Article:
One of the main characteristics of 21st Century Learning is a focus on inquiry. Building a culture of inquiry requires instructional spaces that are flexible while retaining the ability for teachers to supervise and manage spaces. How does this relate to classrooms? And how does classroom design influence how we learn or teach?
We are all familiar with traditional classroom design; rows of desks facing a chalk board with a teacher’s desk at the back and depending on the student age range, there may also be personal storage cubbies, a sink and storage millwork of some sort. The door is always closed to reduce distractions and students are duckling-marched wherever they must go during class. This model has not stood the test of time as it is based on an outdated curriculum delivery model based on lecture-style teaching.
The solutions we explore as an architectural firm involve creating instructional spaces that are flexible, encourage learner independence and promote collaboration (among students and teachers).
We have little flexibility in classroom sizes, as they are prescribed based on student populations, but flexibility can be added. Physically movable walls can change a classroom to a space twice the size or offer access to shared spaces while retaining the ability to revert back to a typical classroom. Flexibility can also be inserted by using flexible furniture. There have been many studies on student furniture, some based on the need for children to fidget. It is also valuable for them to work in groups and face each other. Furniture can be used to cater to the different needs of each student in every class and change from year to year.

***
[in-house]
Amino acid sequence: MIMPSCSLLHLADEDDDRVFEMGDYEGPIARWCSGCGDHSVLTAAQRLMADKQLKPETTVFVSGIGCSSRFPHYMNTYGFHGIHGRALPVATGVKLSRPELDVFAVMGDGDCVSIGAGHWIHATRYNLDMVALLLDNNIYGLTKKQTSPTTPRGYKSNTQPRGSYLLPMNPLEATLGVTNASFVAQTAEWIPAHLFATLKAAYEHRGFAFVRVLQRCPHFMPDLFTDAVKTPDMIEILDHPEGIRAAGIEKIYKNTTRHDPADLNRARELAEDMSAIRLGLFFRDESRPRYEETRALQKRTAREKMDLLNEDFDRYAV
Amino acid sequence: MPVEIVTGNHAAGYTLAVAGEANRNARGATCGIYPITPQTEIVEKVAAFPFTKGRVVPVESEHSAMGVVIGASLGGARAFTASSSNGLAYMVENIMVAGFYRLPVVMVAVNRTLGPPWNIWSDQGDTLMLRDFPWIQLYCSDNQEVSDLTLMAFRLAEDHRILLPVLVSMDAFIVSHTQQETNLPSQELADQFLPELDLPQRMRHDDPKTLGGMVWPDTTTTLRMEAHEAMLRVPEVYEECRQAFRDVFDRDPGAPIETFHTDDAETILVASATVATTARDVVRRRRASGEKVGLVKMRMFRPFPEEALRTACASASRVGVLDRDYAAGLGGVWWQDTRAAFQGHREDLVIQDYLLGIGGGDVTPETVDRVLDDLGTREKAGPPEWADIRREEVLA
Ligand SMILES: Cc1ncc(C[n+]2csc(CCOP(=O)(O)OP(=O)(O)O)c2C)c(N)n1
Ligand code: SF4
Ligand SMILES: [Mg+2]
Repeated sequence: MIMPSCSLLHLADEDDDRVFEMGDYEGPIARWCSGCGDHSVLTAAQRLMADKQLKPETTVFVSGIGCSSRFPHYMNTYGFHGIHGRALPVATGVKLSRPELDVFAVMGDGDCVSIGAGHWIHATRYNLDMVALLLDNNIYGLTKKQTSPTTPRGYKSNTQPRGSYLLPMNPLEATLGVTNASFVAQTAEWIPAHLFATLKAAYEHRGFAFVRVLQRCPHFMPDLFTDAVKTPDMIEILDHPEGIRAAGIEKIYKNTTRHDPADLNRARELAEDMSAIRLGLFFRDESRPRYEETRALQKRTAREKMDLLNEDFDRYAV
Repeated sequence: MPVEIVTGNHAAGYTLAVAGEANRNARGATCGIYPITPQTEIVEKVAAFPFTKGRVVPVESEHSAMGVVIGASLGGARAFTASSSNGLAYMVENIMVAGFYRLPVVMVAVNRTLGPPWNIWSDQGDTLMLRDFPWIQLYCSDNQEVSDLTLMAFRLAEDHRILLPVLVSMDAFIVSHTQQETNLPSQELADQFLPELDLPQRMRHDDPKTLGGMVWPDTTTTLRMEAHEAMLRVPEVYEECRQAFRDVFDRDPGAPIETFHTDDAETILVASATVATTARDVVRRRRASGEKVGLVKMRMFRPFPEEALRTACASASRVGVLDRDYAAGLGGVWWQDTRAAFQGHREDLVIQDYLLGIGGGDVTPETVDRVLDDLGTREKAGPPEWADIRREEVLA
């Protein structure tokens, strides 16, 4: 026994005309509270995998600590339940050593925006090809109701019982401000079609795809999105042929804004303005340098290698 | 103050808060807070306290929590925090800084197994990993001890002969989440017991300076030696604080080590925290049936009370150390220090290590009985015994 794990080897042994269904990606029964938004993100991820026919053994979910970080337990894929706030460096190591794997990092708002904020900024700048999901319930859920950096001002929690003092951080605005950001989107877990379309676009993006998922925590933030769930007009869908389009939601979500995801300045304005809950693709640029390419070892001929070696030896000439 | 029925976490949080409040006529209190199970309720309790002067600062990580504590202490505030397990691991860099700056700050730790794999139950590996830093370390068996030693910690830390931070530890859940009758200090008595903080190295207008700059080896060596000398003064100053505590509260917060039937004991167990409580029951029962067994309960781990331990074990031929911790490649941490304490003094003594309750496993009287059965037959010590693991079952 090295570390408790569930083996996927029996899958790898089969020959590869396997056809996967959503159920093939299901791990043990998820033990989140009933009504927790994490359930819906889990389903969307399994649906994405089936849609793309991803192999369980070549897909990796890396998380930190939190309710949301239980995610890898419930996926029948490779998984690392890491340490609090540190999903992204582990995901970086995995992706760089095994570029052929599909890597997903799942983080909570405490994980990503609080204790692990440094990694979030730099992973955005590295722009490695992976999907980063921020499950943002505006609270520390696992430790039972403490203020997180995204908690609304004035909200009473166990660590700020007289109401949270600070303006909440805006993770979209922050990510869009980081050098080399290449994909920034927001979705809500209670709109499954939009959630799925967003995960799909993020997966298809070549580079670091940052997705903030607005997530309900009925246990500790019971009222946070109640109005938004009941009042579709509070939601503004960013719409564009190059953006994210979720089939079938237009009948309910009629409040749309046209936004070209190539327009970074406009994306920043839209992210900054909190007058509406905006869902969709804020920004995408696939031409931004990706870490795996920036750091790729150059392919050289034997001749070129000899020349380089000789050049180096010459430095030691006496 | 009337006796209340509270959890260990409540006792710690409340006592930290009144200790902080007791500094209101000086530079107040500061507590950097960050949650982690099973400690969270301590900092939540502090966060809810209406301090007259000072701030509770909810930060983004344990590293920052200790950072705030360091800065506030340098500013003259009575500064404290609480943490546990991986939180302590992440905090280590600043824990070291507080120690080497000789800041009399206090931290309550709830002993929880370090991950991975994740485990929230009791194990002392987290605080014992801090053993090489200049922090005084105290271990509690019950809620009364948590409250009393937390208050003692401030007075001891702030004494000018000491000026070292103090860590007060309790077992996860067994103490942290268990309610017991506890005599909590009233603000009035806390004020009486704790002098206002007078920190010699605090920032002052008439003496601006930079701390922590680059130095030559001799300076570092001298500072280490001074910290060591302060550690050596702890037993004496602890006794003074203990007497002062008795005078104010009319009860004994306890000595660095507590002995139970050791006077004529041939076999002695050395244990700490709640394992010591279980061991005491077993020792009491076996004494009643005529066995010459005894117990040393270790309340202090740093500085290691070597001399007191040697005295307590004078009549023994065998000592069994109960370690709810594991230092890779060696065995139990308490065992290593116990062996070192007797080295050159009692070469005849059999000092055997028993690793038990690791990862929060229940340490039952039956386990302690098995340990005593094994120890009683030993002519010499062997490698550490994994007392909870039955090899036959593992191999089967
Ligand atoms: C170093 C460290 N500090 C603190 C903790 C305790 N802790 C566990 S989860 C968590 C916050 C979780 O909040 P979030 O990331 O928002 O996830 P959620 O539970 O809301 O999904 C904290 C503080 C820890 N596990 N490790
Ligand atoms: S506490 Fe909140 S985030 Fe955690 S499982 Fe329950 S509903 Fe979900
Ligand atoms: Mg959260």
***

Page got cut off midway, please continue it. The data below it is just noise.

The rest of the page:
In some of the new schools we have designed, we have explored removing everything except student furniture from the classroom. For example, a student accessing their locker outside of the classroom during class time while not being directly supervised helps build independence. Removing the sinks from classrooms and creating shared “wet stations” helps with this as well. A student could leave the classroom to wash their hands, or a group of students could work on a messy project in a designated area. Sharing these spaces also builds a sense of community outside of home rooms and encourages collaboration and project-based learning.
We have also removed the teacher’s desk from classrooms. Instead, teacher collaboration pods can be provided where teachers can work and break together. This encourages them to be more active in the classroom as well.
The “classroom model” should evolve as teaching methods and curriculum delivery evolves and maintain the ability to keep evolving in order to meet the needs of it’s users.